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Blessed: The Emotions Anthology 1969-1985
Big Break Records
By the end of the Sixties, soul music was coming into its own, setting itself up for mainstream acceptance and approval in the next decade. To be sure, there were superstars in the previous decade, but groups like The Temptations and The Four Tops were the exception to the rule, while others pop/soul acts were either just blossoming into mainstream awareness (The Jackson Five, Stevie Wonder) or coming to an end (The Supremes). But a new wave was coming, one that blended Black culture with social consciousness, and by the end of the 1970s, soul music was more popular and more influential than ever, and the decade’s newest genres, funk and disco, would in turn lead to an even greater cultural influence in the Eighties.One of the finest groups of this era, The Emotions, would coast through this sea change, and produce some of the best music of the era. Big Break Records’ two disc anthology Blessed: The Emotions Anthology 1969-1985 is the first comprehensive retrospective of the trio, and it’s a fine set at that.
Like so many other soul groups, sisters Sheila, Wanda, and Jeannette Hutchinson began their singing career in church, and Pervis Staples, who had performed with the trio, encouraged them to consider performing and recording more pop-minded material. This they did, and though their earliest singles might not have been chart successes, they showed great promise; in 1969, “So I Can Love You” would perform quite well in the charts, going to 39 in the Billboard singles chart and to #3 in the R&B charts. Their follow-up, “The Best Part Of A Love Affair” didn’t reach the same heights, but it did begin a run of that would reach the Top 40 of the R&B charts. Over the next six years, they would release two albums, record a third album that would be shelved, and would release a slew of excellent singles that showed their amazing, impressive range, from the innocent, Motown-style innocent girl group number “From Toys To Boys,” the Southern soul of “Bind Alley” and “Special Part,” to the deep balladry of “Stealing Love” and “How Can You Stop Loving Someone.”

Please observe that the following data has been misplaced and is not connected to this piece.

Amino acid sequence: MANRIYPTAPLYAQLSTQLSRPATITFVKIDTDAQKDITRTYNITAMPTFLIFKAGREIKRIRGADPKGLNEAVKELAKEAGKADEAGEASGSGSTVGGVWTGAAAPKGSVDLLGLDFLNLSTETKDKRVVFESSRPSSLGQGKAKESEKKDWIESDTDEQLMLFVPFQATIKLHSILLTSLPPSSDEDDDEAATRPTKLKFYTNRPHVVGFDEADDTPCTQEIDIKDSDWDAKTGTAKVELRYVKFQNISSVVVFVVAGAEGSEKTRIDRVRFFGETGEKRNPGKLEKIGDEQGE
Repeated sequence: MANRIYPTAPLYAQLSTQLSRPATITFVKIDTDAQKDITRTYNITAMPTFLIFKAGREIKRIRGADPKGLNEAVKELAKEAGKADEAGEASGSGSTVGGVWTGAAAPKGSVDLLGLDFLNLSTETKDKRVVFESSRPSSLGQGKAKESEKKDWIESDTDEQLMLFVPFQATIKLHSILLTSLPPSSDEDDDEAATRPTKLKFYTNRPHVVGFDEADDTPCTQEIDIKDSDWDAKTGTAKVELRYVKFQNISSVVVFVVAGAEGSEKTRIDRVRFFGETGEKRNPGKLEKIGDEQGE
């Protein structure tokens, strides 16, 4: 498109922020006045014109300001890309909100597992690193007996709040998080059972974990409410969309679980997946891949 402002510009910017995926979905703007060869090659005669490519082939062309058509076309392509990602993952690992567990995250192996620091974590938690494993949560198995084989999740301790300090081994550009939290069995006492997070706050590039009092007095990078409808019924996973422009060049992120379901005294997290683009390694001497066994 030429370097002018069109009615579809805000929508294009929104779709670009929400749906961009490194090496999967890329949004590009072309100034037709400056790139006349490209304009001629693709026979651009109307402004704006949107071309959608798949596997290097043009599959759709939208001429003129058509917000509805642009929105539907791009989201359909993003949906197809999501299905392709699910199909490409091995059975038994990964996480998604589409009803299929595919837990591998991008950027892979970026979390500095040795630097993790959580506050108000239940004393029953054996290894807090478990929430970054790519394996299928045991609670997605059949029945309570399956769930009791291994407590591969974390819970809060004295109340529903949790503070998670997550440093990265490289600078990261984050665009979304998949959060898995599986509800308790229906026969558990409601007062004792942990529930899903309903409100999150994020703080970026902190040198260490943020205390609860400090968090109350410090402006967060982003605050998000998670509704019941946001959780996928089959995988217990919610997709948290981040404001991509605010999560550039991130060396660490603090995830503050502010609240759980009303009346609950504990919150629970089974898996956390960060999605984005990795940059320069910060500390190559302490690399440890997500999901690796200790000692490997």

But it was producer Maurice White, the founder of Earth, Wind & Fire, who would usher in a new level of success for The Emotions. He would work with them on their debut album for Columbia Records, Flowers. Released in 1976, it found the trio heading into disco-minded waters, and the results were notable: their sound was now more in line with contemporary music, and both the album and its singles, “Flowers” and “I Don’t Wanna Lose Your Love” would be their highest charting records since their debut. Their next effort, Rejoice, would do even better, and the albums first single, “Best Of My Love,” would become not only their biggest hit and their signature song, but it would also become one of the defining songs of the era. It’s classic, timeless pop, with delicious harmonies and a catchy rhythm. But if “Best Of My Love” was a defining pop single, the band’s collaboration with Earth, Wind, & Fire on the song “Boogie Wonderland” would prove to be one of disco’s greatest hits. It’s a moving, grooving number that lives on in the playlists of disco nights and oldies stations alike.
Yet as disco faded out and morphed into new sounds and styles, The Emotions grew with the times, and late-period numbers such as the upbeat “All Night, Alright” and “You’re The Best” showed that they were still a powerhouse group, even if sales were modest compared to the previous records. But that’s one of the curses of being too definitive of a style; when the world moves on, so too do some listeners and radio stations. Though times and tastes changed, The Emotions kept making quality records until their eventual end in 1985, when the sisters decided to move onto other things, reuniting occasionally for live performances.
Blessed: The Emotions Anthology 1969-1985 is a fine document of this wonderful trio’s work, and taken chronologically, you can hear the maturation and growth of one of the finest soul/pop/disco/R&B/whatever groups of the 1970s.
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